Can Rabbits Eat Tomatoes?

Yes, rabbits can eat small amounts of tomato as a treat. It’s very important to make sure there are no seeds or leaves – as both are toxic to rabbits. Rabbits can eat all types of tomatoes including cherry, yellow, and more.

An ideal serving of tomato is one slice or one cherry tomato. Your rabbit can have tomatoes as a treat up to twice per week. Be careful not to exceed the recommended amount, rabbits can get sick if they have too much.

How to Prepare Tomatoes for Rabbits

Follow these steps to prepare a tasty tomato treat for your rabbit:

  1. Wash the tomatoes under running water to rinse any chemicals off.
  2. Remove the seeds, stems, flowers, and leaves which are all toxic.
  3. Slice the tomatoes into small pieces.
  4. Feed them to your rabbit with water and hay. They’ll also need a variety of vegetables and pellets every day.
  5. You can store the rest of the tomato in an airtight container in the fridge for a few days.

If you’re feeding your rabbit tomato for the first time, only give them a tiny piece and observe for any reaction. If all is well, you can increase the dose next time.

Once your rabbit is used to eating tomatoes, about one slice or one cherry tomato is a perfect serving size. They should have this no more than twice per week. You should vary the fruit your rabbit has, so if you give them tomatoes this week, get them another treat next week, for example, apple slices.

Benefits of Rabbits Eating Tomatoes

If you feed your rabbit tomatoes in moderation, they can get some nutritious health benefits from it. They’re a good source of vitamins A, B6, and C. It’s also rich in antioxidants and potassium.

Tomatoes are also easy to access, and you can grow them at home or pick them up from your local store.

Risks of Rabbits Eating Tomatoes

There are a few things you need to watch out for when giving your rabbit tomatoes.

  • Tomatoes have high sugar content. If your rabbit eats too much sugar, it can lead to stomach upset and diarrhea, as well as potentially causing obesity, dental problems, and diabetes.
  • If the tomato is overly-ripe, it can cause diarrhea and stomach upset for your rabbit. Typical signs of over-ripening are soft spots and color change.
  • You need to thoroughly check the tomatoes, they can have pesticides on the outside, and parasites on the inside. You can wash them to try and remove any chemicals, but if you see any parasites you should get a new tomato.

Can Rabbits Eat Tomato Seeds?

No, rabbits can’t eat tomato seeds. They are toxic and can cause harm to your rabbit. If your rabbit swallows just one seed, they might be okay. But if your rabbit eats a lot of seeds, monitor them closely and take them to the vet if they’re lethargic or have lost their appetite.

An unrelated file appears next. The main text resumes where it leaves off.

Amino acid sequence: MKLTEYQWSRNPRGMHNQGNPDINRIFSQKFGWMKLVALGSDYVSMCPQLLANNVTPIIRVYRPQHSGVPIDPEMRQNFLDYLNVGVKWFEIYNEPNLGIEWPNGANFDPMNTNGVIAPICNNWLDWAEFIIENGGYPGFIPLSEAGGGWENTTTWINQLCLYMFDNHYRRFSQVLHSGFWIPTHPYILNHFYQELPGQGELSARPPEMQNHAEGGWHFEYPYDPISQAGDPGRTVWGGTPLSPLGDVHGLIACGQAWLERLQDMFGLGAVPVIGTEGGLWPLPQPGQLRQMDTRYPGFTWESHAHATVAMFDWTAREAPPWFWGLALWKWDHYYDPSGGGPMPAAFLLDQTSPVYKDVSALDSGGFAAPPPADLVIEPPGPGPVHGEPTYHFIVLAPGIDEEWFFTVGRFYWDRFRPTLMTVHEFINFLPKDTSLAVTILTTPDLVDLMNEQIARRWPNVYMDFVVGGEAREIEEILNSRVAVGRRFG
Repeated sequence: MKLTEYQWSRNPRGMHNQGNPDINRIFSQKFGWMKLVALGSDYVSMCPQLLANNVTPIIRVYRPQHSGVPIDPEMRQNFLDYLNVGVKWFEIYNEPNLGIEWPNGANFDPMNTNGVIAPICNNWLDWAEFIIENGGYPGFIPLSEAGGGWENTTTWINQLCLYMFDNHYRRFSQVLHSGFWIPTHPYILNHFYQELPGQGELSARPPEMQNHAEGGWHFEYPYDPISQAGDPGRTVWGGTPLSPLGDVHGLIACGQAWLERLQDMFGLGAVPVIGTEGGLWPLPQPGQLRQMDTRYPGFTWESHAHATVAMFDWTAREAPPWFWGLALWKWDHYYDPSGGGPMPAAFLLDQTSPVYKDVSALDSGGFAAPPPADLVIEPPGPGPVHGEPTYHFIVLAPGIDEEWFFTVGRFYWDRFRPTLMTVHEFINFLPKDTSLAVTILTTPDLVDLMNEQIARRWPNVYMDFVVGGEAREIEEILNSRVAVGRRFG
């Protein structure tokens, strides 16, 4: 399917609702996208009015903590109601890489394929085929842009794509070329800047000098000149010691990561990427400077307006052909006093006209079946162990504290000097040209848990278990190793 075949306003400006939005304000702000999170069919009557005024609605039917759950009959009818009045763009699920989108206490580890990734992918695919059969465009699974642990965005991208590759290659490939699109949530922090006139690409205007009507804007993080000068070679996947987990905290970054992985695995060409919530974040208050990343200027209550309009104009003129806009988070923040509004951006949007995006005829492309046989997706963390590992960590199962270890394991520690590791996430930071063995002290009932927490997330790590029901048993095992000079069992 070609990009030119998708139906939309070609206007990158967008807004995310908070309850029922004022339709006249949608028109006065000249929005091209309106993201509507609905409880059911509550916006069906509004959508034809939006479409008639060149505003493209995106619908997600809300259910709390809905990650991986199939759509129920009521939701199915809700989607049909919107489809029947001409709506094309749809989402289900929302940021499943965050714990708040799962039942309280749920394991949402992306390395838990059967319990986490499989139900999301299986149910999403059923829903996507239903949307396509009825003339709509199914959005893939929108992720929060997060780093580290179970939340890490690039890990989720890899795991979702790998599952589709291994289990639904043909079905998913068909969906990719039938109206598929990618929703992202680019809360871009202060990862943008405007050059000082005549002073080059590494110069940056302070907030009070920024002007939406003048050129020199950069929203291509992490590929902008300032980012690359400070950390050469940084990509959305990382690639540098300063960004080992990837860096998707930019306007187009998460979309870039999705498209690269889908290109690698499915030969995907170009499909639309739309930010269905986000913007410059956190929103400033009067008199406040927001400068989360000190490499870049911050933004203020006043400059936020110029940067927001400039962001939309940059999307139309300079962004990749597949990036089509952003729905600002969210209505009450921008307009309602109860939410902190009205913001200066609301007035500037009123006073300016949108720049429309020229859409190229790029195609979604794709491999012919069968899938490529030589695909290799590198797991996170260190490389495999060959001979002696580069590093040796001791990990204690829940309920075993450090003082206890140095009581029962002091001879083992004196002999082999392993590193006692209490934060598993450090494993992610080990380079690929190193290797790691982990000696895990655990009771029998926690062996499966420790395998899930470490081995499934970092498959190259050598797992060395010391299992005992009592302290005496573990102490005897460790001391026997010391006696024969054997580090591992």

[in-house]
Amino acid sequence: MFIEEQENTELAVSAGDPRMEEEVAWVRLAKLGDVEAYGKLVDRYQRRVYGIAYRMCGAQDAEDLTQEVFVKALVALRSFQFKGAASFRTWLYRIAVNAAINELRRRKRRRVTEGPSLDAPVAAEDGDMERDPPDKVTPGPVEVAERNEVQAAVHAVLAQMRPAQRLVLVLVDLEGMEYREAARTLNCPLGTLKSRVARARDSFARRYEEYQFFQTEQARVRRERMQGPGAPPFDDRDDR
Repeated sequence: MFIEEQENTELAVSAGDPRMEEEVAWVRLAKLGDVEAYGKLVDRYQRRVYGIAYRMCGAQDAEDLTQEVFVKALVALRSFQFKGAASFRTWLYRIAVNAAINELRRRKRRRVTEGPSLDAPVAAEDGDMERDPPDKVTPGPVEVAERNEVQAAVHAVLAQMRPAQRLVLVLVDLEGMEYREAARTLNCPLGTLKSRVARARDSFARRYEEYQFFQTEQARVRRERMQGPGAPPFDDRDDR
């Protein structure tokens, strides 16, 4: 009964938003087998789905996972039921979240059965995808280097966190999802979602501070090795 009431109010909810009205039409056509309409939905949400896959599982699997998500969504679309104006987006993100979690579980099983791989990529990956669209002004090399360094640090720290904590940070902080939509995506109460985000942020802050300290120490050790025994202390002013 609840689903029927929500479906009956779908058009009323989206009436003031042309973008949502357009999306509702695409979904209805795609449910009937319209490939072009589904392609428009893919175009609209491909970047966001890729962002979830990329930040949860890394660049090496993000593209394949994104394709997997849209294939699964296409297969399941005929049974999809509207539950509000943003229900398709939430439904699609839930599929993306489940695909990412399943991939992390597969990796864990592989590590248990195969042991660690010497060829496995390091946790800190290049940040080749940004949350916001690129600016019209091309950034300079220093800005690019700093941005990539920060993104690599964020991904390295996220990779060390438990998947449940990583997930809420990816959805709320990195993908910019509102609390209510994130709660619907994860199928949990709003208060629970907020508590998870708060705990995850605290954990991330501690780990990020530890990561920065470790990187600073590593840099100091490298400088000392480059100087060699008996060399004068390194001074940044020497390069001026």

Can Rabbits Eat Tomato Leaves?

No, rabbits can’t eat tomato leaves. The leaves, stems, and flowers all contain a chemical called solanine which affects your rabbit’s GI tract and makes them very sick. If you grow tomatoes at home, you need to be extra careful about this.

Can Rabbits Eat Canned Tomatoes?

No, you shouldn’t let your rabbit eat canned tomatoes. By canning the tomatoes, chemicals are added to preserve them for longer shelf life. This makes them harder for rabbits to digest and can make your rabbit sick.

Can Rabbits Eat Tomato Sauce?

No, you shouldn’t let your rabbit have tomato sauce. The sauce has a very high sugar content and added ingredients that make it harmful to rabbits.

Can Rabbits Drink Tomato Juice?

No, your rabbit can’t drink tomato juice. It has no fiber content and no nutritional value but plenty of sugar. This combination could very easily cause stomach upset for your rabbit so tomato juice should be avoided.

Can Rabbits Eat Cooked Tomatoes?

No, your rabbit can’t eat cooked tomatoes. The process of cooking will make the tomatoes more sugary and more acidic. You should always give your rabbit raw fruits and vegetables, avoiding any sort of cooking.

Can Baby Rabbits Eat Tomatoes?

No, baby rabbits can’t eat tomatoes. They need to be at least three months old before you can start introducing new foods. Before this, their digestion system is too delicate to handle anything other than hay, age-appropriate pellets, and their mother’s milk.

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